The Washington PostDemocracy Dies in Darkness

Schumer announces Senate will vote on the Equal Rights Amendment this week

The latest vote comes 100 years after it was first introduced in Congress

A 2022 rally in Washington called on the National Archivist to publish the Equal Rights Amendment as an amendment in the Constitution. (Andrew Harnik/AP)
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The Senate will vote on the Equal Rights Amendment this week — 100 years after it was first introduced in Congress — Senate Majority Leader Charles E. Schumer said Monday.

Schumer, speaking at Hunter College in New York, argued that the Supreme Court’s decision to overturn Roe v. Wade and efforts to limit access to the abortion pill mifepristone, as well as state-level actions to roll back women’s rights, have made the ERA and its protections more critical than ever.

“In this ominous hour of American history, the Equal Rights Amendment has never been as necessary and urgent as it is today,” Schumer (D-N.Y.) said in a statement Monday.

The proposed amendment to the U.S. Constitution would guarantee equal rights under the law regardless of sex — meaning the Constitution would clearly state that women have equal rights as men. While the amendment was introduced in Congress in 1923 by leaders of the suffrage movement, it only passed in March 1972.

In the more than 50 years since, however, the Constitution has not been amended.

To be added to the Constitution, the ERA must receive a two-thirds vote in Congress and then three-fourths of states — 38 — must ratify it on their own. When Congress sent the ERA to the states in 1972 for ratification, it placed an arbitrary seven-year deadline on the ratification process. That deadline was extended to 1982, but only 35 states ratified it by that time.

The 38-state threshold was met on Jan. 27, 2020, when Virginia became the 38th state to ratify the ERA following a revived effort to amend the Constitution that saw Nevada and Illinois also ratify the amendment in 2017 and 2018, respectively.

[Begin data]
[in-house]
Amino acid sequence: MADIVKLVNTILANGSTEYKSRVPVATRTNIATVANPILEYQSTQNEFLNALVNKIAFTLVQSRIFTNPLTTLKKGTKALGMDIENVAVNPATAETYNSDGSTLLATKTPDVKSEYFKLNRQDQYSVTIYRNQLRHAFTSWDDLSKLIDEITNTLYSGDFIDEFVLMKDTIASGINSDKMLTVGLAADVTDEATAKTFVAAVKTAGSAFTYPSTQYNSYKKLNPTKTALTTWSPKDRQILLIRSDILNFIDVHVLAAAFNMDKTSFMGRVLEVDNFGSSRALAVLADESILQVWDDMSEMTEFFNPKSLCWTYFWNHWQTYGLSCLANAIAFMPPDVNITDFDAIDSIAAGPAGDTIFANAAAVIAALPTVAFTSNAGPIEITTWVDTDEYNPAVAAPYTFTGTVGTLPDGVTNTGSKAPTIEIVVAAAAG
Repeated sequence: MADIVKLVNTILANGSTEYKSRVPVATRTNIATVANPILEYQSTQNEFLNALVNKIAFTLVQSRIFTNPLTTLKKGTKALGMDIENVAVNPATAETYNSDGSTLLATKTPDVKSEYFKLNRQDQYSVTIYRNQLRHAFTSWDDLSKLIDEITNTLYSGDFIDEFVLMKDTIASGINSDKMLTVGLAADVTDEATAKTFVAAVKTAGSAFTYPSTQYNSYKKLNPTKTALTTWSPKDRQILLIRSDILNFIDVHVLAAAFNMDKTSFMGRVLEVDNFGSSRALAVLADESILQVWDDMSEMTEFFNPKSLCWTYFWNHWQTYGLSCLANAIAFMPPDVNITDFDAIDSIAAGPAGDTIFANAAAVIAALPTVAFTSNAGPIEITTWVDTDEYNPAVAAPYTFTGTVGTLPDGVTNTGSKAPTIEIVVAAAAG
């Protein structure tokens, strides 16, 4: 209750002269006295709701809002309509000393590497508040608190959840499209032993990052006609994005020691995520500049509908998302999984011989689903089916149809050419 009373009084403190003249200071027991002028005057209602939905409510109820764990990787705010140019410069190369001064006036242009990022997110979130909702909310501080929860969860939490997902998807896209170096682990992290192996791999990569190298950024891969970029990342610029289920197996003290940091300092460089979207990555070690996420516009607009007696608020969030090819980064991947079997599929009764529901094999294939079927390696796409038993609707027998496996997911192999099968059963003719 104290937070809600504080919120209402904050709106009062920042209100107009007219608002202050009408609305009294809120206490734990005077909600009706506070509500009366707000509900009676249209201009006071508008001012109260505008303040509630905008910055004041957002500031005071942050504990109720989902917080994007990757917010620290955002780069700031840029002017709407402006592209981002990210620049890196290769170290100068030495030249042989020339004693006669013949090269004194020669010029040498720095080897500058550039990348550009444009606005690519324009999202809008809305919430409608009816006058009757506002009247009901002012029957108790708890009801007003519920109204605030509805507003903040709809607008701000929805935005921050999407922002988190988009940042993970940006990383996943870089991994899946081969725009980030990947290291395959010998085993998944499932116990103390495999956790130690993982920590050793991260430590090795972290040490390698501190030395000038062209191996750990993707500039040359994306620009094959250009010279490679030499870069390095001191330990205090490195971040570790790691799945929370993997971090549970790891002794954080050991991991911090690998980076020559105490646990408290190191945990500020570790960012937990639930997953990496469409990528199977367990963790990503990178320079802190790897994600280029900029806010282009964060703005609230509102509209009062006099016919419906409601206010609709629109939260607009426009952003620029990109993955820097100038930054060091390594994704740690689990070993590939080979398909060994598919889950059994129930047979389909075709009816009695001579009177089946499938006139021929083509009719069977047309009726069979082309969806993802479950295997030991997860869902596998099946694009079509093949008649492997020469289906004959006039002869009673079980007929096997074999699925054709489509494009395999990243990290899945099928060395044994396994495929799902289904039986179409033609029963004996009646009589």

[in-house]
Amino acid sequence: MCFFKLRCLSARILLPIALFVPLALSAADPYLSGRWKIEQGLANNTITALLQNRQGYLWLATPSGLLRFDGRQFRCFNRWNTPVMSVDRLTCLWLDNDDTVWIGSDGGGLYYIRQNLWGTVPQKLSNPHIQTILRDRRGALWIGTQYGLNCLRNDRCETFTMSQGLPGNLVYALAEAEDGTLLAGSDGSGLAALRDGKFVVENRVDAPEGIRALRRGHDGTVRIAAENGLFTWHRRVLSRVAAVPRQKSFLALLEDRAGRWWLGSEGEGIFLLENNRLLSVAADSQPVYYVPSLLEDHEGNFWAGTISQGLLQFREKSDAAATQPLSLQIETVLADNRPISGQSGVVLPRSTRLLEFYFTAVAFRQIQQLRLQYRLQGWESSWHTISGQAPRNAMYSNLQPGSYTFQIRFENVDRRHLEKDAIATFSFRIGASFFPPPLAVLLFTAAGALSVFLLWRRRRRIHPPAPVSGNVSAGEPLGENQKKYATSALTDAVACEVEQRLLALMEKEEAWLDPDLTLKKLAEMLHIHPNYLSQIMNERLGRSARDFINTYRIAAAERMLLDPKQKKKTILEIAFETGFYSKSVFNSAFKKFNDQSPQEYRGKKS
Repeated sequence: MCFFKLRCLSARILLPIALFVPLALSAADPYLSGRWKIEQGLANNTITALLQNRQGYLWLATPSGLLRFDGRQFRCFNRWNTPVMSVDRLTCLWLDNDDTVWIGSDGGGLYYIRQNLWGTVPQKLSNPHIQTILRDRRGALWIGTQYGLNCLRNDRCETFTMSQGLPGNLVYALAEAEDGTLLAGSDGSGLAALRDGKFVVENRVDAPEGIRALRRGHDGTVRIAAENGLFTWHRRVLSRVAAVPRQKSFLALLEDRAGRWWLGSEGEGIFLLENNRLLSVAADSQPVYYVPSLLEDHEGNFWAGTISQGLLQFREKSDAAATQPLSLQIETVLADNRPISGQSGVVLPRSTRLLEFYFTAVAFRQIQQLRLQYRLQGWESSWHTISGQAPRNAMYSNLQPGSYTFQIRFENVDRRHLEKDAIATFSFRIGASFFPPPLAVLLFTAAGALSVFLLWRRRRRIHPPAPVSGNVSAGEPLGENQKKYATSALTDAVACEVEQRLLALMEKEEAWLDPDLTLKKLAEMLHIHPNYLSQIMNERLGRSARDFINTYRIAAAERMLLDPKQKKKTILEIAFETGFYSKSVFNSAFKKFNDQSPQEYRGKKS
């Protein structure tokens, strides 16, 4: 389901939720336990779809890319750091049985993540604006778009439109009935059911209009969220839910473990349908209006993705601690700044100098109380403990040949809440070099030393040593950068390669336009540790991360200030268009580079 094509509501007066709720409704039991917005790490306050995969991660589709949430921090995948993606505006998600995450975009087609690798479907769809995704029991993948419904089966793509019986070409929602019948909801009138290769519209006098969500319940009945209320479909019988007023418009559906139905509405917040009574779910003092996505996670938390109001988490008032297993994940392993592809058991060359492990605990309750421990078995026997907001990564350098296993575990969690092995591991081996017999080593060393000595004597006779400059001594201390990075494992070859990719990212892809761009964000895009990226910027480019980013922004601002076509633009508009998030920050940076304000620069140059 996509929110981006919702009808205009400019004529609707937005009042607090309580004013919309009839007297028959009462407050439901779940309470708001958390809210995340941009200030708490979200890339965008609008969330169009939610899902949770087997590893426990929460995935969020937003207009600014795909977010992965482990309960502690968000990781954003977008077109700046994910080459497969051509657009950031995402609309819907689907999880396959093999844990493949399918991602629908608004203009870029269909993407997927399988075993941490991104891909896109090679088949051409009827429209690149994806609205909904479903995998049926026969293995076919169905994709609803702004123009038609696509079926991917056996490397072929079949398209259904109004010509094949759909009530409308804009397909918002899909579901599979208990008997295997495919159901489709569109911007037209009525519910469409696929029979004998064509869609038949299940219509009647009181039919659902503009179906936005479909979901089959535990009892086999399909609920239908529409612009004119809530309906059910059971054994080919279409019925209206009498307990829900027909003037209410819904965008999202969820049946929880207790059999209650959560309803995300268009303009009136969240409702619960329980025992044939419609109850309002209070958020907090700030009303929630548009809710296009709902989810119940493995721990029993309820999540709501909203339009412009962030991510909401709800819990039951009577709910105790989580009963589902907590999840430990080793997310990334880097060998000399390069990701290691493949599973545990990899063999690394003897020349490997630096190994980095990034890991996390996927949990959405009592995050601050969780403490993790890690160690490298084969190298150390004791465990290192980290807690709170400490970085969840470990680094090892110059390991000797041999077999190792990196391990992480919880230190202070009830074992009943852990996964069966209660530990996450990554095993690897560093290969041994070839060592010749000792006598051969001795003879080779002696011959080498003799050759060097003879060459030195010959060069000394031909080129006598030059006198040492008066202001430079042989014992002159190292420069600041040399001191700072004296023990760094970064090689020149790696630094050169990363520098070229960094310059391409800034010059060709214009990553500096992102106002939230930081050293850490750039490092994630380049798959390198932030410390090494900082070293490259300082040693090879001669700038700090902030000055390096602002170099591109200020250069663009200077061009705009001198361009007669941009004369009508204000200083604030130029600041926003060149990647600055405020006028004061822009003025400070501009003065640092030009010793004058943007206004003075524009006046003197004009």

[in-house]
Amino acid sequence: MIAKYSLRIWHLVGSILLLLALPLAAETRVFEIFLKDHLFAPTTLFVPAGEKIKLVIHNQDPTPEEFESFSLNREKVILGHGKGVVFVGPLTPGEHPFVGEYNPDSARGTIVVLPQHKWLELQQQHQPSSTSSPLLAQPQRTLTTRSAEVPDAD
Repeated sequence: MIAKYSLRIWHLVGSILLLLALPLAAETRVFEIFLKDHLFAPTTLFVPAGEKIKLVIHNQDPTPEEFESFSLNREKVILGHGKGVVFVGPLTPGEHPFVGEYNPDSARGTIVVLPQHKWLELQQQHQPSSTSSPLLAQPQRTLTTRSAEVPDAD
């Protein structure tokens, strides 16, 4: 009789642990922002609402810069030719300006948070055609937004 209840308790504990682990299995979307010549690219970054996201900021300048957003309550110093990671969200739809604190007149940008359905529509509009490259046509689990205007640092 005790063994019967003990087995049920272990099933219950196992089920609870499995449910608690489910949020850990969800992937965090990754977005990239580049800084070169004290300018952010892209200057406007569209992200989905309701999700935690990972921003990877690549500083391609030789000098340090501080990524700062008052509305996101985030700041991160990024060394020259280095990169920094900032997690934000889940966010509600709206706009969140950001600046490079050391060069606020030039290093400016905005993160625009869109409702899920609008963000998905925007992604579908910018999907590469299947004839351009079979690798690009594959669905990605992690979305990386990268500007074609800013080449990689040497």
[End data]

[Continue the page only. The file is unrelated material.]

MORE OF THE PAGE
As written, the amendment should have gone into effect two years after meeting that 38-state requirement. However, the amendment has not yet been added to the Constitution, given that, the same month Virginia ratified the ERA in 2020, the Justice Department under President Donald Trump issued an opinion asserting that the state had missed the 1982 deadline for ratification and the whole constitutional amendment process had to begin anew.

The Senate, then, is expected to vote this week on a bipartisan resolution introduced by Sens. Ben Cardin (D-Md.) and Lisa Murkowski (R-Alaska) that would remove the arbitrary deadline of 1982 and, thus, would recognize the ERA as a valid amendment to the Constitution.

“The ratification of the Equal Rights Amendment would finally provide a constitutional remedy against sex discrimination — pushing our country one step closer to finally achieving equal justice under the law,” Schumer said on Monday. “It has been exactly 100 years since the first ERA was proposed in Congress. American women cannot afford to wait 100 more.”

The three states that ratified the ERA after the deadline sued the government to recognize their ratifications, arguing that there is a federal law requiring the U.S. archivist to edit the Constitution once the requirements to add a constitutional amendment have been met.

This has landed the amendment in legal limbo, given that this is the first time an amendment has received all the appropriate requirements but remained excluded from the Constitution. Every other amendment with a deadline has been ratified within its expiration period.

President Biden has previously voiced his support for the amendment, saying in January 2022 that “it is long past time that we put all doubt to rest.”

“I am calling on Congress to act immediately to pass a resolution recognizing ratification of the ERA,” Biden said when the House announced a resolution to advance the ERA. “As the recently published Office of Legal Counsel memorandum makes clear, there is nothing standing in Congress’s way from doing so.”